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Posted on Feb 26, 2012 Print this Article

Issue 28: February 2012

Chapter Three: Chronicles of "Diversity" and LGBT Law in the Military

The Center for Military Readiness will continue to chronicle the latest shifts in military policy that threaten to degrade the unique culture of the military.  My most recent article for the Breitbart website Big Peace puts the spotlight on the Obama Administration's relentless drive to incrementally force women into Army and Marine infantry battalions and Special Operations Forces.  I encourage you to click on the article and take a look at what is happening in today's Army.  The embedded video of a male trainee having to wear an "empathy belly" simulating pregnancy must be seen to be believed:

A Defense Department news conference on February 9 called for gender-integration in support units that collocate with direct ground combat battalions, such as the infantry, which attack the enemy under fire.  Nothing was said about making Marine basic training co-ed, but the Pentagon briefers called for a report on "gender-neutral" training standards that will be due six months from now−in August−while Congress is out of town. 

Marines who feel confident that feminized training will be limited to the Army need to think again.  No less than five times, the Department of Defense briefers promised that their plans to eliminate gender distinctions in land combat were incremental and "just the beginning, not the end."

Who will be watching out for the Marine Corps and its unique culture?  Don't count on Navy Secretary Ray Mabus and other Obama Administration officials who are pushing "diversity" taken to extremes, no matter what the cost.  Your CMR is the only independent group following these issues full-time, constantly advocating high standards and sound priorities in military/social issues.

Thank you for supporting CMR's voice in this unique field of public policy. 

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A.  Pentagon Pushes "Diversity" for Women in Land Combat

1.  Consequences of Feminizing Combat Units and Training

On February 9 the Department of Defense conducted a briefing announcing an incremental plan that will eventually force servicewomen into direct ground combat units such as Army and Marine infantry and Special Operations Forces.  During the February 9 Defense Department briefing, speakers repeatedly said that the now-officially acknowledged changes in policies affecting women will be taken even further.  These were not casual comments−they must be taken at face value.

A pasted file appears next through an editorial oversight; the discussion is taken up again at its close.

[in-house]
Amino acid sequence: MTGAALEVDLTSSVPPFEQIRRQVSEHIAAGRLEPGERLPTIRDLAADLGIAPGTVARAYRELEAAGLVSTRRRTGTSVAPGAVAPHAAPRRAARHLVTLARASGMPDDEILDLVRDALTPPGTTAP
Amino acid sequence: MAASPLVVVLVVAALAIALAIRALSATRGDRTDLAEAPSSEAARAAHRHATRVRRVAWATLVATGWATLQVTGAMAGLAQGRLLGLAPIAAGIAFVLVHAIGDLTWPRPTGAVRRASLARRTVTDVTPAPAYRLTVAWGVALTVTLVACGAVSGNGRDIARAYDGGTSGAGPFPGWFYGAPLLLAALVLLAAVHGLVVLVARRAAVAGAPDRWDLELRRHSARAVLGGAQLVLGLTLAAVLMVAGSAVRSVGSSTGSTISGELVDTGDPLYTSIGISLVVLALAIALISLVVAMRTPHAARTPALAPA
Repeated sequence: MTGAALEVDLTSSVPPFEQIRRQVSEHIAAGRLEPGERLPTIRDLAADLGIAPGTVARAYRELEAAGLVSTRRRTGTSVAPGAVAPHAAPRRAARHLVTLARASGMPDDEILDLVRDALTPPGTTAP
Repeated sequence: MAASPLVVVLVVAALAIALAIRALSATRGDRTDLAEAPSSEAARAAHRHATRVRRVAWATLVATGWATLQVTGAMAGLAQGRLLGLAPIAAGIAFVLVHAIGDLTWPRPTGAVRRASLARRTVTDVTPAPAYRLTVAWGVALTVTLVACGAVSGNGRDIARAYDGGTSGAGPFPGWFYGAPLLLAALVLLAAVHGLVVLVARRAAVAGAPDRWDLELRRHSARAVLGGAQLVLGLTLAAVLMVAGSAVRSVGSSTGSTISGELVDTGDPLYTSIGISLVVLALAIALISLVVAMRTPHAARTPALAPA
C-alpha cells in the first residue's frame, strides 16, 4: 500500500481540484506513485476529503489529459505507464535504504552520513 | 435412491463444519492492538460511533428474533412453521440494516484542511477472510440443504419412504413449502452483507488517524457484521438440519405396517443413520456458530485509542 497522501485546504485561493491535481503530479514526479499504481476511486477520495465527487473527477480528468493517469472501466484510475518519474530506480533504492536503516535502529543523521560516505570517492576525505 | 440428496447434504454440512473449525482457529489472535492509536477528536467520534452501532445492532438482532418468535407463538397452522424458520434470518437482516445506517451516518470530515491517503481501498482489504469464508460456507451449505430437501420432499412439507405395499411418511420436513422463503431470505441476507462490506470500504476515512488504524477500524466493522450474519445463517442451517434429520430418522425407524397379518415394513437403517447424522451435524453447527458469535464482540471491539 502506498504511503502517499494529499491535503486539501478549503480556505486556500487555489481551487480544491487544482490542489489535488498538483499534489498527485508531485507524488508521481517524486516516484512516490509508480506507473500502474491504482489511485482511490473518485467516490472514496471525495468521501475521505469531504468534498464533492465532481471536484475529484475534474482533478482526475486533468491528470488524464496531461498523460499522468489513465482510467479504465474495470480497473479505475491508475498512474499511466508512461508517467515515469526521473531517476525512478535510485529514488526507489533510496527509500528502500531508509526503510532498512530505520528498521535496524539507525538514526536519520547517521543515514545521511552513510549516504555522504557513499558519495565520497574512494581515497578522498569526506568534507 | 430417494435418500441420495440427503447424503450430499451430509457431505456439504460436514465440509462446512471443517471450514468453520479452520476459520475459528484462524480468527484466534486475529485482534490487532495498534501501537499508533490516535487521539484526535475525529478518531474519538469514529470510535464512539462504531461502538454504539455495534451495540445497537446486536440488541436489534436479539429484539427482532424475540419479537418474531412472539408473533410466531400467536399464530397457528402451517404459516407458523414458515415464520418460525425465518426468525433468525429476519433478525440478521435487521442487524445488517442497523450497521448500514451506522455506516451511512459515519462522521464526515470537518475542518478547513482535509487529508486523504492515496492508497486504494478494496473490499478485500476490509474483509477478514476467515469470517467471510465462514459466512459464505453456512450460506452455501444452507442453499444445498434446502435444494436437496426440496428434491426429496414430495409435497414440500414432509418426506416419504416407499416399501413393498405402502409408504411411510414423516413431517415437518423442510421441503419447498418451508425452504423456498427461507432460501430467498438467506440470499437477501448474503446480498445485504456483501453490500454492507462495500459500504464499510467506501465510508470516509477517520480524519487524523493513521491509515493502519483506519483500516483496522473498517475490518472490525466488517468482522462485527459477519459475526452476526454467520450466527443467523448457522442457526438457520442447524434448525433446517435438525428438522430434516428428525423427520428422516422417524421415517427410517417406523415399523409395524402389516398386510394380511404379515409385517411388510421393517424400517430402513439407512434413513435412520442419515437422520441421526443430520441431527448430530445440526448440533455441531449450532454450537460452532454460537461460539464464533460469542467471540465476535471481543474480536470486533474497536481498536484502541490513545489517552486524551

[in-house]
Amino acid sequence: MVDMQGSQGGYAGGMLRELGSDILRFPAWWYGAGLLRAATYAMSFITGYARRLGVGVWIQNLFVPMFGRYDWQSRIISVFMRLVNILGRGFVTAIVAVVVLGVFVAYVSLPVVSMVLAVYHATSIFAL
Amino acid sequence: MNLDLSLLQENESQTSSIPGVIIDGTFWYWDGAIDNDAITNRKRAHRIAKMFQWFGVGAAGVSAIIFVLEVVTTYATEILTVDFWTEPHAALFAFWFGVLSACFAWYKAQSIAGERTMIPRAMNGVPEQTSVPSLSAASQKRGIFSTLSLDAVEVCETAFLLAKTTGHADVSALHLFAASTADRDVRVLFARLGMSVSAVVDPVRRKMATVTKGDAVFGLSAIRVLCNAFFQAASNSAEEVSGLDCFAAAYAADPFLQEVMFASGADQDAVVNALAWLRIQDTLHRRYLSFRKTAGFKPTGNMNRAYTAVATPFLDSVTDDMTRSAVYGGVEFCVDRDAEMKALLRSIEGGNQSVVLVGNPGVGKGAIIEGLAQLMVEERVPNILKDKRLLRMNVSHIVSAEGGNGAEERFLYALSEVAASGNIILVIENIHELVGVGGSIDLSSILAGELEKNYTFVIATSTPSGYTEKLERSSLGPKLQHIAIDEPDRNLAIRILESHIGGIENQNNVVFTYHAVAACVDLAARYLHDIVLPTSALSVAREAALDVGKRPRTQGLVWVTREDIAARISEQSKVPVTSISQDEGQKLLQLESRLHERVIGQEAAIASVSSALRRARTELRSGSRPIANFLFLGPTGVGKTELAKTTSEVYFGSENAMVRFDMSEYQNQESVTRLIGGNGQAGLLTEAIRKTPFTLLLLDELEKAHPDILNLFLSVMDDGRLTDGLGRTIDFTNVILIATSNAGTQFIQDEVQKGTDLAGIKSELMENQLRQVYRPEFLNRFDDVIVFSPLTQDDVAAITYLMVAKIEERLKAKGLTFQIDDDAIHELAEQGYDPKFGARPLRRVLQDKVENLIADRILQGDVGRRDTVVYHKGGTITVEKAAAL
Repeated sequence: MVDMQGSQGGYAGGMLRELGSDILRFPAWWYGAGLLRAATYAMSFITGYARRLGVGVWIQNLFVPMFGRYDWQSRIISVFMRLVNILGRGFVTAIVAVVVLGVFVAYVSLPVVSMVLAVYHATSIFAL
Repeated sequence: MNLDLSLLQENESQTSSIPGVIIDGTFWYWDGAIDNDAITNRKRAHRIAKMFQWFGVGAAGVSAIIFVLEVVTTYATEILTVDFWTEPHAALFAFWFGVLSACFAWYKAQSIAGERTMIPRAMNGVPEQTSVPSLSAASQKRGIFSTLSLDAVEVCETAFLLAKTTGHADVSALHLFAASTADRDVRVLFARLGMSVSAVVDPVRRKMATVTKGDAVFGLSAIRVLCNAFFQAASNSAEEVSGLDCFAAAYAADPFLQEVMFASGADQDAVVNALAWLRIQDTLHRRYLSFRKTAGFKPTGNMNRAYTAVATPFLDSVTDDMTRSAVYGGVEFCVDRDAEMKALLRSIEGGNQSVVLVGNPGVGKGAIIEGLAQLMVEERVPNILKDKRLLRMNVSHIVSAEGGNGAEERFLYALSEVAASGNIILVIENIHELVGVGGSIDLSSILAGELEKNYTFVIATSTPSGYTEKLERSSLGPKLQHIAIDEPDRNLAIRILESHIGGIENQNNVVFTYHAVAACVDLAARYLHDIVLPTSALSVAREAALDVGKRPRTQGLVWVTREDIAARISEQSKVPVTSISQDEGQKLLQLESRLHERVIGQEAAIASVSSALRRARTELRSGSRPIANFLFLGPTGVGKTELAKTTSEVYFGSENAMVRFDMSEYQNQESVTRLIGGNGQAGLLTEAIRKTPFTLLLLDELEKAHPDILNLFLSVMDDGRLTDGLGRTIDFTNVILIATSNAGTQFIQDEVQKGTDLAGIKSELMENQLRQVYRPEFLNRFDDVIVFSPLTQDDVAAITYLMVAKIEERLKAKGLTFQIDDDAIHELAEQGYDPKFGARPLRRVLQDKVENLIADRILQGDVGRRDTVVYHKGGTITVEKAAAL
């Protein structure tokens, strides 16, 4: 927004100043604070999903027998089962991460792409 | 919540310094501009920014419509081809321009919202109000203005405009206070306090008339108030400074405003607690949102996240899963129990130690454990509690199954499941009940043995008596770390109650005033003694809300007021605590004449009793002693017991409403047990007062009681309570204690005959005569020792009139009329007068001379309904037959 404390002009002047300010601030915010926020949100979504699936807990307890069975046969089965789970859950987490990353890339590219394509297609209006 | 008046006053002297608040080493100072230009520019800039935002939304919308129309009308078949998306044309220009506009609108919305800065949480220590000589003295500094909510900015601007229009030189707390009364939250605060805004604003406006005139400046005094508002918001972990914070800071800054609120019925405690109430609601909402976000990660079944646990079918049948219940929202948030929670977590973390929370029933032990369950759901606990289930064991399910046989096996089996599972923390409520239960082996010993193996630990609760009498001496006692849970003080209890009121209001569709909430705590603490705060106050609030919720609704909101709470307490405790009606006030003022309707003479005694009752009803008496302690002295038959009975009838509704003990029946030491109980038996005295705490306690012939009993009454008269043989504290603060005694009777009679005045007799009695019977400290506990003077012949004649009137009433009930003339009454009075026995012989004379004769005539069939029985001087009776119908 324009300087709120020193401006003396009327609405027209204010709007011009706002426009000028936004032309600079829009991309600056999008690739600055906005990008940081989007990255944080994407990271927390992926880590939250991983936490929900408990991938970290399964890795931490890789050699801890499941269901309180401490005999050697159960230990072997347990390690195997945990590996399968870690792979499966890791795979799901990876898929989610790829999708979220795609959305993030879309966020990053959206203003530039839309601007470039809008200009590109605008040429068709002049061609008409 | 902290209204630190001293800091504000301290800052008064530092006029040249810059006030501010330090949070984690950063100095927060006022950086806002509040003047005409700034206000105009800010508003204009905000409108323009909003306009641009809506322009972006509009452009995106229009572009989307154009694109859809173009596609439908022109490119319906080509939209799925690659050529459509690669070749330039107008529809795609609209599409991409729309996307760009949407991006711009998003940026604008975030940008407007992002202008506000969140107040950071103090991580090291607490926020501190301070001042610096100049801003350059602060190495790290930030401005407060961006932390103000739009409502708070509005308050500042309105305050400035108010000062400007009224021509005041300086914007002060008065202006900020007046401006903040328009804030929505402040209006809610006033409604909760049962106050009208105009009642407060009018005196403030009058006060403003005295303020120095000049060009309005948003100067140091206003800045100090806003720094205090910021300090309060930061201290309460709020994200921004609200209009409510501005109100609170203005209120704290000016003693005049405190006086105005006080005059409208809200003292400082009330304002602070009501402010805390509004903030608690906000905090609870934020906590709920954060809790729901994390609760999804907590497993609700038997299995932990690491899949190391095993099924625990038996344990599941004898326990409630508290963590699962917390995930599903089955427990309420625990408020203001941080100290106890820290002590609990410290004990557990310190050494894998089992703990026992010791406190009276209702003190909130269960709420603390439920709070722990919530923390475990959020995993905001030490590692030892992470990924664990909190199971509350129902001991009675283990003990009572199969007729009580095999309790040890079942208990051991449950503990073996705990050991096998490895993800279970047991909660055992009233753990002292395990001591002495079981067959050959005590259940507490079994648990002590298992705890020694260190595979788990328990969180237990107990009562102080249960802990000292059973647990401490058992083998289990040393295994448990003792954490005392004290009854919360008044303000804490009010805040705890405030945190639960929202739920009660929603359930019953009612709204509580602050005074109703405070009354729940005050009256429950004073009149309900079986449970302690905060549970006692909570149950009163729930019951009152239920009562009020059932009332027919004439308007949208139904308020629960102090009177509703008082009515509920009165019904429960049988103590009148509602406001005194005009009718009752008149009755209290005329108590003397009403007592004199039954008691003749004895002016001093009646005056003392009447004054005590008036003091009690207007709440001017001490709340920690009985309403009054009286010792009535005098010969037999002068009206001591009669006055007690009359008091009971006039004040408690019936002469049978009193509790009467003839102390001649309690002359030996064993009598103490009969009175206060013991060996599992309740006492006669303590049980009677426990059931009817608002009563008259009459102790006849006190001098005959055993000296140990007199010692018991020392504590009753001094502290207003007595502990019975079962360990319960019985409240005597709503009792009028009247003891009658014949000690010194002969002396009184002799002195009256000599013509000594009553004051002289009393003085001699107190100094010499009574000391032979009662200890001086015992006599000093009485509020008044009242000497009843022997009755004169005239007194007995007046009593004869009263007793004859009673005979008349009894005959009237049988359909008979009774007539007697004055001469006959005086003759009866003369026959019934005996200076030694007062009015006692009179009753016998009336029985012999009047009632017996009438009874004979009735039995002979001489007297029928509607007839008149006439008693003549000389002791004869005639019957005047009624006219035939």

CMR has done a preliminary analysis of the February 9 "Report to Congress on the Review of Laws, Policies and Regulations Restricting the Service of Female Members in the Armed Forces," linked here:

Pentagon Pushes "Diversity" for Women in Combat

As its primary justification, the Defense Department cites a report prepared by the congressionally-authorized Military Leadership Diversity Commission (MLDC), titled “From Representation to Inclusion: Diversity Leadership for the 21st Century.”  The report, which argues that the military is just another equal opportunity employer subject to “diversity” mandates regardless of the consequences, should not be taken seriously—but it is.

The Diversity Report’s emphasis on career advancement is ironic, since the Defense Department has confirmed a secret that we already knew: In the military, for decades, women have been promoted at rates equal to or faster than men.  Officials failed to find any evidence of unfair discrimination against women in promotions.  The only rationale for eliminating women's exemptions from direct ground combat seems to be the desire to create a career path for the first female Chairman of the Joint Chiefs of Staff. 

2. Will "Gender-Neutral" Standards Make Marine Basic Training Co-Ed?

The Pentagon's report to Congress could not cite a single study documenting equality in male and female physical capabilities in a military context.  That is because there is no evidence that physiological differences can be overcome by training, leadership, or anything else. 

To circumvent this problem, the Pentagon plans to put the Army and Marine Corps at the mercy of academic “Women’s Studies” experts who believe that Army/Marine infantry and Special Operations Forces battalions are no different than domestic police and fire departments.  This is an insult to the intelligence of Congress and other sentient beings. 

The Defense Department report also called for a six-month delay before the submission of a report to Congress on promised "gender-neutral" training standards.  The delay seems to have only one logical reason: To prevent any action by Congress if Pentagon "diversity-crats" decide to call for co-ed basic training in the Marine Corps.